So when you look at me in this suit, you’re not just looking a crossdresser. You’re looking at a human being who in 2018 went through the sadness of losing one job; regained pride in finding new employment; and for one Saturday afternoon, put aside the worries of the outside world and took the time to be… well, me.
It’s this day of meeting up with someone and dressing up for the camera that is one of the better moments I will want to remember 2018 for. Yeah, the steep slopes and rough seas of this year will linger in the back of my mind, but my glass will be raised in honor of the good moments and good people I spent them with.
Here’s hoping when you raise your own glass at midnight tonight (or earlier if you like to turn in early on New Year’s Eve as I do), you’ll have your own happy moments and good friends you’ll remember from 2018. Thanks for reading, and may you all have a happy and safe 2019.
Back in September 2017, I posed for a professional photographer for the first time, doing so before the camera of Katie Berry at Smoketree Photography. Three months later (December 2017), Katie, her partner, and their friends in the Everyday Gay Holiday art studio/collective on Atwood Avenue threw a holiday get-together for their friends in the LGBT+ community — a “HOLIgay” party. While I’m not a party person, I jumped at the chance to doll myself up, snack on some food, and mingle with other LGBT+ people from the Madison community.
Being the photographer that she is, Katie set up a corner in the studio to let the partygoers use her fancy camera and snap a few free selfies in front of a festive “toyland/horse/holiday/winter wonderland” setting. Not wanting to pass up a photo opportunity while looking fabulous, I took the remote and snapped a few photos. There I was in red hair, soft sweater, and patent vinyl Forever 21 skirt, and Katie’s remote clicker in hand, smiling and being all beautiful for the camera. (Oh, the Santa hat was among the available props in the studio.)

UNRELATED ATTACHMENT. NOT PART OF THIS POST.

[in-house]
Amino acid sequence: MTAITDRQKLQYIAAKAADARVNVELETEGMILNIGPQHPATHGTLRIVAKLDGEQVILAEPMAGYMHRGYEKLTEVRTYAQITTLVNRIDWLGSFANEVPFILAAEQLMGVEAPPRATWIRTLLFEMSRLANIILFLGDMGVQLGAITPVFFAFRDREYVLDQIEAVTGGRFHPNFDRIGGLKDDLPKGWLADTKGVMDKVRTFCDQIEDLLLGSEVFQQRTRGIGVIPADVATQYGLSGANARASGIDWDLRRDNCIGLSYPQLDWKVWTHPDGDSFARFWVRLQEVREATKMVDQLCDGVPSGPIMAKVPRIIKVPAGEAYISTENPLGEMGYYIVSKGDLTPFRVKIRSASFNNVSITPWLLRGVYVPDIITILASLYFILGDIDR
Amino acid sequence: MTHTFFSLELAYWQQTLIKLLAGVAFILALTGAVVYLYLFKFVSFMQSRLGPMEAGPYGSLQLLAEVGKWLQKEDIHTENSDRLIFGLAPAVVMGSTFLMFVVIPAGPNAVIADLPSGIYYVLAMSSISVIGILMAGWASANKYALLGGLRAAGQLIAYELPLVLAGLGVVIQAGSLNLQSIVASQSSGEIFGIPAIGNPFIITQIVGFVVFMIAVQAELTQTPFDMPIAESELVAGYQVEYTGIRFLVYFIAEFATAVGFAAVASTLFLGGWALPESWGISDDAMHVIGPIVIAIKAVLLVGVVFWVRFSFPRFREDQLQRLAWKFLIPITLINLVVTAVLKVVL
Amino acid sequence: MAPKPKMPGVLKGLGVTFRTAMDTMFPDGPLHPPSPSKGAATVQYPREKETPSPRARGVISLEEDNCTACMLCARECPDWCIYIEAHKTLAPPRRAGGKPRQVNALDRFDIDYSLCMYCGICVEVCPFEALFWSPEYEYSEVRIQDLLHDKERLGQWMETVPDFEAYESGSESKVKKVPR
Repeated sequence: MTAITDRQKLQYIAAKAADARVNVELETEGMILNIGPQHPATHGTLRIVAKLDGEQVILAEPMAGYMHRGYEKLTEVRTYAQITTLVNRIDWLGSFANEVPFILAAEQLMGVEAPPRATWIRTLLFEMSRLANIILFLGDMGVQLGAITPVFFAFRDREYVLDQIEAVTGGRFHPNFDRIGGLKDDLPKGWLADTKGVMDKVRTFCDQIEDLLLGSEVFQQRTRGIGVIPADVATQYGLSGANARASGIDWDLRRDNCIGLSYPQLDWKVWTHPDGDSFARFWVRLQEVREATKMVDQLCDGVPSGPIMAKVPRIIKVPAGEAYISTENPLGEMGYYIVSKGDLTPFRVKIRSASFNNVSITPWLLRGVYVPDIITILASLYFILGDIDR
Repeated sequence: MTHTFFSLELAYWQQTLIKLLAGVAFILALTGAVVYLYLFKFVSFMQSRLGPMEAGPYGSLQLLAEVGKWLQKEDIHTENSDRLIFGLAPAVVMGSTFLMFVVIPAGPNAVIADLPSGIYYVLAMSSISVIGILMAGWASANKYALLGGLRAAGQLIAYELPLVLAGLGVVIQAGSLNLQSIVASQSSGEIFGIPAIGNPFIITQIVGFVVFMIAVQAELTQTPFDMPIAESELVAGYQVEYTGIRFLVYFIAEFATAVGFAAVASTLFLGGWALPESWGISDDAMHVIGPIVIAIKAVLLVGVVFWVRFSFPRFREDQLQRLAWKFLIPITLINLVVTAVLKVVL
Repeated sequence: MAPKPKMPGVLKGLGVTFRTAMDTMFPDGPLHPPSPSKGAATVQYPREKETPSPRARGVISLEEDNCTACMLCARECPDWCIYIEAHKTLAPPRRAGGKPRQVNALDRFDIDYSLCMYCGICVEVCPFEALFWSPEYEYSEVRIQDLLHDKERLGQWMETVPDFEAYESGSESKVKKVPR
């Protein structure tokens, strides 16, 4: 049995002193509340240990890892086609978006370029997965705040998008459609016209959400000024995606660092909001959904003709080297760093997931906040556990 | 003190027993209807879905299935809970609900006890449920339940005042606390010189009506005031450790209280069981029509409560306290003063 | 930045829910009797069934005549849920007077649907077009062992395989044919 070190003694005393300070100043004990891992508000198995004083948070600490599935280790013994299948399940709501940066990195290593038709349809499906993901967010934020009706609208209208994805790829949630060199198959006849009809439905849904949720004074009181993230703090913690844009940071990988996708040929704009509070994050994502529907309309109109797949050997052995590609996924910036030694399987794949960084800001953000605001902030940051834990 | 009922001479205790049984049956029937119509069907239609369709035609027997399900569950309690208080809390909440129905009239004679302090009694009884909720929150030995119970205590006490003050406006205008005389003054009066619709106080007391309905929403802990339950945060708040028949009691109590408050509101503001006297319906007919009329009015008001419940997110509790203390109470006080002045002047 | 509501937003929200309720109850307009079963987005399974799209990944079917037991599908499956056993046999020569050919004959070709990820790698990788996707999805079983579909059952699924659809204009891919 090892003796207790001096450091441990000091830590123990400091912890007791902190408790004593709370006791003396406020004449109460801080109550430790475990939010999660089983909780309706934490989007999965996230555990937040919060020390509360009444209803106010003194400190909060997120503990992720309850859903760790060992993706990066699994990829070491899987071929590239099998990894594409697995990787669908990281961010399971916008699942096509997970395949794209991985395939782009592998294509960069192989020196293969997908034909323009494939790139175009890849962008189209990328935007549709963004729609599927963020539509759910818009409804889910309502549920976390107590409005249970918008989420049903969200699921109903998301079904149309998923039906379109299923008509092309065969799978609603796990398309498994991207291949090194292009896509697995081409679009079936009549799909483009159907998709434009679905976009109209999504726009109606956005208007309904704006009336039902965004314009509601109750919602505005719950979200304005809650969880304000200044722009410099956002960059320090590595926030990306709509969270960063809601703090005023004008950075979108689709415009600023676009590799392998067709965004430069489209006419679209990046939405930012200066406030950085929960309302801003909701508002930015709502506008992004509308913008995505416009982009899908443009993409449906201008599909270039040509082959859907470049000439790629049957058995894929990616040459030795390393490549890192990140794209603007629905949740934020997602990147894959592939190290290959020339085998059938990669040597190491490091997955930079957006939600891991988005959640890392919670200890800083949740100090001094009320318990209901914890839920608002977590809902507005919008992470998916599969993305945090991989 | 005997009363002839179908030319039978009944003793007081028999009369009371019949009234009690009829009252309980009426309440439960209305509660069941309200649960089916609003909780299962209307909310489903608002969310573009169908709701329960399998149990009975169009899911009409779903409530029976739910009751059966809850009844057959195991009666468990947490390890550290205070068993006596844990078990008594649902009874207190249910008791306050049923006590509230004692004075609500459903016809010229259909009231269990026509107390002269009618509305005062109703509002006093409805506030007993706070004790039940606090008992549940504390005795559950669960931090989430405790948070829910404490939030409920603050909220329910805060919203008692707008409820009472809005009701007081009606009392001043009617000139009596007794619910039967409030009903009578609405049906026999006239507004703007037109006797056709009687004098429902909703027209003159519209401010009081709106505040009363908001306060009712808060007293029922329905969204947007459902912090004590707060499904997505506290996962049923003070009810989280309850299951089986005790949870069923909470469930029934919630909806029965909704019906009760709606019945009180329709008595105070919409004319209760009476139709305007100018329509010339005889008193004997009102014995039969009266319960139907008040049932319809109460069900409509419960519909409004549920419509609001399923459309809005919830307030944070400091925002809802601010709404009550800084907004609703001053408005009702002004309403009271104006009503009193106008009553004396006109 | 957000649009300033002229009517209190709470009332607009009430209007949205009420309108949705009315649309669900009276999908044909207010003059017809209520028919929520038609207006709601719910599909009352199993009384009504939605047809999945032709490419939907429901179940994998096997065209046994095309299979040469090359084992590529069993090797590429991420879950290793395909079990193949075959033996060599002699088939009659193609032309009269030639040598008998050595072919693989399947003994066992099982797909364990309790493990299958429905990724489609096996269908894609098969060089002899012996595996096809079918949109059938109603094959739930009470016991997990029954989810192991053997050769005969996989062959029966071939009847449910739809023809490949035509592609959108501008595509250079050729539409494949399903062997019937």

Yes, I hear you from a mile away. “Yes, Allison,” you’re telling me, “we don’t mind you telling about what’s going on in your life and what you’re digging. But we just want to see new photos of you.” Okay, you got your wish.
One Saturday back in may of this year, I attended a regular meeting of the CD/TG support group I’m a part of. On most Saturdays after our meetings, our group meets up at some restaurant in the Madison area to break bread, literally and figuratively. On this particular Saturday, we had dinner at Short Stack Eatery, a LGBT-friendly restaurant I’ve talked about here and here and will eventually devote a full post to sometime soon (the food and atmosphere are that good there).
Do you remember my post from September where I added a song called “Don’t Give Up” to “Allison’s Jukebox”? You know the one where Peter Gabriel sings of deep lament and Kate Bush tries to steer him toward the positive? Yeah, I bummed you out with that one, didn’t I?